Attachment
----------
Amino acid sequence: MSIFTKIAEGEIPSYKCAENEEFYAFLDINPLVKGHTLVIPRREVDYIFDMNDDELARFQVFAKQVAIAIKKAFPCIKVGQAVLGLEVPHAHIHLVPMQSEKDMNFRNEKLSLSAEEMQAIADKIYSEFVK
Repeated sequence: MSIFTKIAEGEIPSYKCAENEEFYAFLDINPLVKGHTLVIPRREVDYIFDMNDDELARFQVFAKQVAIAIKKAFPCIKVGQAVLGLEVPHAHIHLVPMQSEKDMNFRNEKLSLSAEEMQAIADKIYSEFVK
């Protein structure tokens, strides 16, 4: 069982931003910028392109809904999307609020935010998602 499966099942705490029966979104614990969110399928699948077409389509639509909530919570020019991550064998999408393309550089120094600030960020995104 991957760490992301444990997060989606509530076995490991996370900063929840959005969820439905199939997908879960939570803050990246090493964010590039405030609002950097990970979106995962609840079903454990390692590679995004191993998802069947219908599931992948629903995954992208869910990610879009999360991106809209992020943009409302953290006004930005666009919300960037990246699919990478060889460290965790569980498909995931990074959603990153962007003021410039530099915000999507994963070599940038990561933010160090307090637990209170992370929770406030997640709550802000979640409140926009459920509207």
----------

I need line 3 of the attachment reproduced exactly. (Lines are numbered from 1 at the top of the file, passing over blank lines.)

């Protein structure tokens, strides 16, 4: 069982931003910028392109809904999307609020935010998602 499966099942705490029966979104614990969110399928699948077409389509639509909530919570020019991550064998999408393309550089120094600030960020995104 991957760490992301444990997060989606509530076995490991996370900063929840959005969820439905199939997908879960939570803050990246090493964010590039405030609002950097990970979106995962609840079903454990390692590679995004191993998802069947219908599931992948629903995954992208869910990610879009999360991106809209992020943009409302953290006004930005666009919300960037990246699919990478060889460290965790569980498909995931990074959603990153962007003021410039530099915000999507994963070599940038990561933010160090307090637990209170992370929770406030997640709550802000979640409140926009459920509207």